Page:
I am antsy this morning. I have waited for a new single from Nashville-based singer-songwriter Cam for what has seemed like a decade. More accurately, it's been only two years since her last single. But after a grave oversight, I realize that her new single "Till There's Nothing Left" dropped yesterday and not today as I had thought. Now I'm itching to write my words down. The new single is an epic, apocalyptic daydream from the back seat of a car. It's a passionate romance told through dramatic sweeps of melody, an anthemic chorus, and Cam's signature powerhouse vocals. It's everything I want and here's why:
We thought we were gearing up for a flood of release announcements from Cam after the release of singles "Diane" and "Road to Happiness" in 2017 and 2018. She had found a spotlight, playing guitar for and penning Sam Smith's 2018 track "Palace", and singing with Thomas Wesley on Diplo's country-electro single "So Long". But then just like that, silence. I had been on the Cam train since her grammy-nominated single "Burning House" left my jaw on the floor and my heart in my hands. Writing like that doesn't go unnoticed. With a new label behind her, "Till There's Nothing Left" is the trigger of the avalanche. An album is coming.
You could call it a comeback, but the truth is Cam's been here all along. She has made herself present at important conversations in the music industry and beyond. She did a Ted Talk on using music in life's tough moments paired with a stunning performance. Her constant speaking out against the gross lack of representation in country music and music in general. Her music video for single "Mayday" featured a play on an Amelia Earhart character, pumping female power with a quick and catchy chorus. "Diane" was Dolly Parton's "Jolene" turned inside out, singing from the perspective of the "other" woman, joining women together in grief rather than painting them as enemies. Now, with an almost two-month-old daughter by her side, Cam is launching herself into this next chapter with flaming energy.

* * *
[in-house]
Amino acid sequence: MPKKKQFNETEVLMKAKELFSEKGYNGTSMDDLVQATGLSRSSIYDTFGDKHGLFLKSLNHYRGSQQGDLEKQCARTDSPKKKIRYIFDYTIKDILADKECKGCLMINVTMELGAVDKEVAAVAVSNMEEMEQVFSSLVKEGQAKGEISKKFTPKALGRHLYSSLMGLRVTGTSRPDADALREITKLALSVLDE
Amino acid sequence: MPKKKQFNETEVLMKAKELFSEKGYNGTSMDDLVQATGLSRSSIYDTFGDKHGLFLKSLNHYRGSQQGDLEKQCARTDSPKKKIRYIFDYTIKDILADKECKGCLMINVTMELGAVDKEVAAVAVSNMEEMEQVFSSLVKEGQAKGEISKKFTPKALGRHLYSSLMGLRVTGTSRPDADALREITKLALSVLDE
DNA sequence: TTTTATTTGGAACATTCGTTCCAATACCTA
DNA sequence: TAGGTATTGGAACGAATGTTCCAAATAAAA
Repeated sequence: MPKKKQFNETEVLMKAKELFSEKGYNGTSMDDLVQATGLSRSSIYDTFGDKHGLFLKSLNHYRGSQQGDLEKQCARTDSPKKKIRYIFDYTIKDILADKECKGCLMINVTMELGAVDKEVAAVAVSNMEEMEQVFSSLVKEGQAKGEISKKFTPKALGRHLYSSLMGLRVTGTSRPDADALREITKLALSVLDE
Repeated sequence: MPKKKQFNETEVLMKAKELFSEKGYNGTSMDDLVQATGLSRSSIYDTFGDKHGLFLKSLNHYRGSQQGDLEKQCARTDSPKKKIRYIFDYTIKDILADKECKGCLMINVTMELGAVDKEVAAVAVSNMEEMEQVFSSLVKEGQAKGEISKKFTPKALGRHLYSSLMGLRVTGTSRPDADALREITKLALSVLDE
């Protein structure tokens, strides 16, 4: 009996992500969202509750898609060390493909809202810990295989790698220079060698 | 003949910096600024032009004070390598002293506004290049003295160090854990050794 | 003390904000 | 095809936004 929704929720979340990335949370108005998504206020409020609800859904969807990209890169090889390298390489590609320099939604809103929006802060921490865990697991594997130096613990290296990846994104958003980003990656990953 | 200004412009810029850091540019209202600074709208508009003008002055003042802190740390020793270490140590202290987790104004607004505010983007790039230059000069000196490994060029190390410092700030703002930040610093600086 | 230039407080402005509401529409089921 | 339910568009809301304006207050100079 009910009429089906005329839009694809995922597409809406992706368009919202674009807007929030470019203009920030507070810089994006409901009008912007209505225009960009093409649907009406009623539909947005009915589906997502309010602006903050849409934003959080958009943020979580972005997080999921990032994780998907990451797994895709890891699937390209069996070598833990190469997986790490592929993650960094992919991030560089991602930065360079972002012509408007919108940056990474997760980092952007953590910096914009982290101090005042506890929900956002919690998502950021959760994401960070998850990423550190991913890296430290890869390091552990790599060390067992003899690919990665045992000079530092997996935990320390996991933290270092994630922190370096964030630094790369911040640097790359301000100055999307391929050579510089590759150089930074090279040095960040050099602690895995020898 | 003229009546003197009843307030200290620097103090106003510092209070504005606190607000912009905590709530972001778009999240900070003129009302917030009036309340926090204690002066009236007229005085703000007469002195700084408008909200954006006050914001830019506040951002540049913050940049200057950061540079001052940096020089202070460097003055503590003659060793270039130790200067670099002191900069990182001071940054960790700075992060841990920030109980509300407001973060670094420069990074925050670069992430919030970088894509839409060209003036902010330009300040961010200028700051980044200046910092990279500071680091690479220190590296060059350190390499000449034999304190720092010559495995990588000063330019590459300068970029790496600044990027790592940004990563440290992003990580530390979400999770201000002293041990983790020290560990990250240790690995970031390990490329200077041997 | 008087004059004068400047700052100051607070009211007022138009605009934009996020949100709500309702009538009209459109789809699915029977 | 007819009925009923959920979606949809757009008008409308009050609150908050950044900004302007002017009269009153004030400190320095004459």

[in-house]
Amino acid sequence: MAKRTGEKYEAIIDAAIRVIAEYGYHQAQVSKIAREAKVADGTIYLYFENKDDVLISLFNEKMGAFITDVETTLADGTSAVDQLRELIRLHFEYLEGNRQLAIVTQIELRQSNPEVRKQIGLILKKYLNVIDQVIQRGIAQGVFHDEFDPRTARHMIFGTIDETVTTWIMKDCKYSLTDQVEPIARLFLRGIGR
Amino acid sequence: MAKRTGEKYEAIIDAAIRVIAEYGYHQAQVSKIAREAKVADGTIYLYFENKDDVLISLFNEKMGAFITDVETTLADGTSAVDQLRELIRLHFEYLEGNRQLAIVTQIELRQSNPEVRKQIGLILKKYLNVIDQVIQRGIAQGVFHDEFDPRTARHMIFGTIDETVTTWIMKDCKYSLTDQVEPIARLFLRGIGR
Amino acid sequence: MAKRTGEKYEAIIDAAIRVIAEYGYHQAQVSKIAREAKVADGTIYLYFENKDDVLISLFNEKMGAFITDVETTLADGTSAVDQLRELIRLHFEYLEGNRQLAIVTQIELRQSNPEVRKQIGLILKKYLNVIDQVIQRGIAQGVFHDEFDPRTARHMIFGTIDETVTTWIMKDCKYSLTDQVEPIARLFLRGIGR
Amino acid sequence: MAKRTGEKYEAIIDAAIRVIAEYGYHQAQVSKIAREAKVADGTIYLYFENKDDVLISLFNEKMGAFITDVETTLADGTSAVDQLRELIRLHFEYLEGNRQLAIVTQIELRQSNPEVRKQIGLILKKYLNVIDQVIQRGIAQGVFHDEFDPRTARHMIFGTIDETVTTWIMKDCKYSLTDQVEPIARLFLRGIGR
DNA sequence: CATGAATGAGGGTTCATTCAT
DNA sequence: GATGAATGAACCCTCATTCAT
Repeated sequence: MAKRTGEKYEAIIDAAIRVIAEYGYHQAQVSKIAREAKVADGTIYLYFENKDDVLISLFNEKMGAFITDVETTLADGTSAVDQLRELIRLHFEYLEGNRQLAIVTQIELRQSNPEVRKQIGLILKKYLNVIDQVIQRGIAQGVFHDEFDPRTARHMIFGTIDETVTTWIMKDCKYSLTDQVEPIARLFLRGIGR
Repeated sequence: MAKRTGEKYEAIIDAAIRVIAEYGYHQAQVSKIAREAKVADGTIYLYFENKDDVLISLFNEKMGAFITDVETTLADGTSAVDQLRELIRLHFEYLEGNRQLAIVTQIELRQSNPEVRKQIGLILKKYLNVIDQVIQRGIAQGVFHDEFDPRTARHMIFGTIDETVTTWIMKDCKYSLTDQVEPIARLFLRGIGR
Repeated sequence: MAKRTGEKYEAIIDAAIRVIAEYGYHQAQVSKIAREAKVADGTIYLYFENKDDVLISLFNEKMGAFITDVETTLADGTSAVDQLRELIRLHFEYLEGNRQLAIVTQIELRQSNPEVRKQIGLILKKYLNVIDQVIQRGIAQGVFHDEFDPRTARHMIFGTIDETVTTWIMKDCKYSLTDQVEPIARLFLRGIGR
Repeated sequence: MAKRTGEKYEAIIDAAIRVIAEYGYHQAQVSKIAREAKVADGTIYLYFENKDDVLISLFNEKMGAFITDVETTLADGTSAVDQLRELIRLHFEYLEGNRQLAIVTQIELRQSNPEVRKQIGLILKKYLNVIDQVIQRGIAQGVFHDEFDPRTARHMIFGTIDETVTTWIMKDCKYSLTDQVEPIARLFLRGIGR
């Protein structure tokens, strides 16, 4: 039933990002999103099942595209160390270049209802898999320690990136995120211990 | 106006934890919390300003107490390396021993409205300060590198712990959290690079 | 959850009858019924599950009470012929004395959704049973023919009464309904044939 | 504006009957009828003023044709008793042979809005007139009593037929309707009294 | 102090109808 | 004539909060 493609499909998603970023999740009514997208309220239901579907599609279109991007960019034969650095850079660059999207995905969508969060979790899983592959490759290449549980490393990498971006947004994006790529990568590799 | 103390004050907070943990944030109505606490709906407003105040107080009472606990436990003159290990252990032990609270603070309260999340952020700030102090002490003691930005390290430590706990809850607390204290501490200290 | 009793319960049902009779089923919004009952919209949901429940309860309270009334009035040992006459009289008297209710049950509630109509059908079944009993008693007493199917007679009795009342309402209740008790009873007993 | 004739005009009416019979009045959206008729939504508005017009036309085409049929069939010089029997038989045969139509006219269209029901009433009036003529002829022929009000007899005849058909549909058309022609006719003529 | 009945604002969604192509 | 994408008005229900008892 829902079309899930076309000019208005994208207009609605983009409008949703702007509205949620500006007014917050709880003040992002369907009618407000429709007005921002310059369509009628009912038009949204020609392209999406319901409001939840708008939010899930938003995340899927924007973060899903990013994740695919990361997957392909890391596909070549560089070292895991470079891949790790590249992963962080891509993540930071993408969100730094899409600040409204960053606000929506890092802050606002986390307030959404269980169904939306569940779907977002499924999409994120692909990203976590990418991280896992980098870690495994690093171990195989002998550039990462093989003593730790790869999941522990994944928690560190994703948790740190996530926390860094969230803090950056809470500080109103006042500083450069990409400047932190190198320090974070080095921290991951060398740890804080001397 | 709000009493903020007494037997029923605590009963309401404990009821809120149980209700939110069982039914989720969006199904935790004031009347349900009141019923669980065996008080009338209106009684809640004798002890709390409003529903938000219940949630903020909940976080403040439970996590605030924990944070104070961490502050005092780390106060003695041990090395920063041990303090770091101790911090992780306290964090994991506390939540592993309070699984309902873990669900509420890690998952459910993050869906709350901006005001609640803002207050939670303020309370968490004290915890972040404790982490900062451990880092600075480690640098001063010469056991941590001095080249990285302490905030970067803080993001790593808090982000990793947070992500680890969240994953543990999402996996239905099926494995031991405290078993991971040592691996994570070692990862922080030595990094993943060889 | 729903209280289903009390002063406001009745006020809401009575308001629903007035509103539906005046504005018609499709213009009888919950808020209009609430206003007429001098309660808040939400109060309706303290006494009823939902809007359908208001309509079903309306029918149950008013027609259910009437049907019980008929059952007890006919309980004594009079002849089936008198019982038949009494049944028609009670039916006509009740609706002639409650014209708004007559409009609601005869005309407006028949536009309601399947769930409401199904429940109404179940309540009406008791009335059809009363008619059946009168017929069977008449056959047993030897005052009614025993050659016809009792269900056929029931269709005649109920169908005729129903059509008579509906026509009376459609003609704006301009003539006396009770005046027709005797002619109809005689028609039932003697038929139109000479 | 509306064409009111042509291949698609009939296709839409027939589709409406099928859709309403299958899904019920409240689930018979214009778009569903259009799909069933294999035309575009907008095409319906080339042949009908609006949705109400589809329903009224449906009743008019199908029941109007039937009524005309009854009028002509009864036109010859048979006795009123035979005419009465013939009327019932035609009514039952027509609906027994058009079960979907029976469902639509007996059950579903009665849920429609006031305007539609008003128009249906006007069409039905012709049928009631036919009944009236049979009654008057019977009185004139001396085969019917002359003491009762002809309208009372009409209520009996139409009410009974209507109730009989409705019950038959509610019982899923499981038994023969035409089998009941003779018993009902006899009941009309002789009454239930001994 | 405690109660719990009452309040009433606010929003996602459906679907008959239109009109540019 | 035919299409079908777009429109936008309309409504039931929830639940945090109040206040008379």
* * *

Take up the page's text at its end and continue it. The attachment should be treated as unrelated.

"Till There's Nothing Left" is not the sappy love story you might expect to hit airwaves on the eve of Valentine's Day. It's hot, it's sexy, it's depicting the end times. Is there anything more romantic than that? The music video sets itself in Nashville, in a friendly honky-tonk saloon, couples making the most of their final moments. With a lightning fed category 5 twister as their backdrop, people swoon and dance as Cam narrates their emotions and the bartender pops the cap off a bottle of jack. "God don't save me" she sings, not just yet. That's how good this feeling is. The single's theme is eerily timely and its tone is wonderfully hopeful. Desperately making out in the backseat has never been written down so well. And just like that, Cam is back.